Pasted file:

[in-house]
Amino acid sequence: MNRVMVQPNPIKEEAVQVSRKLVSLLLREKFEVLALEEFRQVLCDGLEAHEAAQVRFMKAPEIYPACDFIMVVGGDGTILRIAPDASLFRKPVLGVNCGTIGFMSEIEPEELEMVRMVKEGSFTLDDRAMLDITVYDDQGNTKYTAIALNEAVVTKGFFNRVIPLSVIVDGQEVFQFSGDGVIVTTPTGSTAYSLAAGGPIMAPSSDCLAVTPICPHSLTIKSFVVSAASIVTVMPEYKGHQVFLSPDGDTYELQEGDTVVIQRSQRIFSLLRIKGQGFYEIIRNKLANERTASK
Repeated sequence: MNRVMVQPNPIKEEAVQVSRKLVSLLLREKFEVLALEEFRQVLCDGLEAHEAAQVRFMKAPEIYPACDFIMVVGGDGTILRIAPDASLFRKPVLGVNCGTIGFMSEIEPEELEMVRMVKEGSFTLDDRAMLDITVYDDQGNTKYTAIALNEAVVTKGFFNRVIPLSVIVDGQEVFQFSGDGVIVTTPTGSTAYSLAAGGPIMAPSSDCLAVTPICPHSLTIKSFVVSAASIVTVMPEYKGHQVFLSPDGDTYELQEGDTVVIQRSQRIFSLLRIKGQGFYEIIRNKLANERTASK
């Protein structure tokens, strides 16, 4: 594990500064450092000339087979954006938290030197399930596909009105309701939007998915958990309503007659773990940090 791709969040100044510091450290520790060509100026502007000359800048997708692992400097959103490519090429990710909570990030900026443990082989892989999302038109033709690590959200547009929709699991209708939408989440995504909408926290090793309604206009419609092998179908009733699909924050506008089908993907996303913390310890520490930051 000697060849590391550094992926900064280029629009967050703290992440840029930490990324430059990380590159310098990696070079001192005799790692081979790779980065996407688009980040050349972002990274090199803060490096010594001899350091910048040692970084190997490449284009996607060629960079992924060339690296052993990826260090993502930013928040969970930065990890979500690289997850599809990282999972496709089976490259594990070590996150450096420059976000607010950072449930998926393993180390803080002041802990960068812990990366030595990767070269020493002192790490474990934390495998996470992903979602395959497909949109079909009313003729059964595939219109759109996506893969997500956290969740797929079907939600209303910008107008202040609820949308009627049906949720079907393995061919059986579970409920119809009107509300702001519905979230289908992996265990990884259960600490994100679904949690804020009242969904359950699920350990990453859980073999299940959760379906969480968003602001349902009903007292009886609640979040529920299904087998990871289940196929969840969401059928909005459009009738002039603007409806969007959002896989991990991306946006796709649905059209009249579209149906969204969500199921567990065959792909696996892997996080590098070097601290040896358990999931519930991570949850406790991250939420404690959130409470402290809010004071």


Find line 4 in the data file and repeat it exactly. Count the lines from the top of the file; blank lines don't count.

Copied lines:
């Protein structure tokens, strides 16, 4: 594990500064450092000339087979954006938290030197399930596909009105309701939007998915958990309503007659773990940090 791709969040100044510091450290520790060509100026502007000359800048997708692992400097959103490519090429990710909570990030900026443990082989892989999302038109033709690590959200547009929709699991209708939408989440995504909408926290090793309604206009419609092998179908009733699909924050506008089908993907996303913390310890520490930051 000697060849590391550094992926900064280029629009967050703290992440840029930490990324430059990380590159310098990696070079001192005799790692081979790779980065996407688009980040050349972002990274090199803060490096010594001899350091910048040692970084190997490449284009996607060629960079992924060339690296052993990826260090993502930013928040969970930065990890979500690289997850599809990282999972496709089976490259594990070590996150450096420059976000607010950072449930998926393993180390803080002041802990960068812990990366030595990767070269020493002192790490474990934390495998996470992903979602395959497909949109079909009313003729059964595939219109759109996506893969997500956290969740797929079907939600209303910008107008202040609820949308009627049906949720079907393995061919059986579970409920119809009107509300702001519905979230289908992996265990990884259960600490994100679904949690804020009242969904359950699920350990990453859980073999299940959760379906969480968003602001349902009903007292009886609640979040529920299904087998990871289940196929969840969401059928909005459009009738002039603007409806969007959002896989991990991306946006796709649905059209009249579209149906969204969500199921567990065959792909696996892997996080590098070097601290040896358990999931519930991570949850406790991250939420404690959130409470402290809010004071």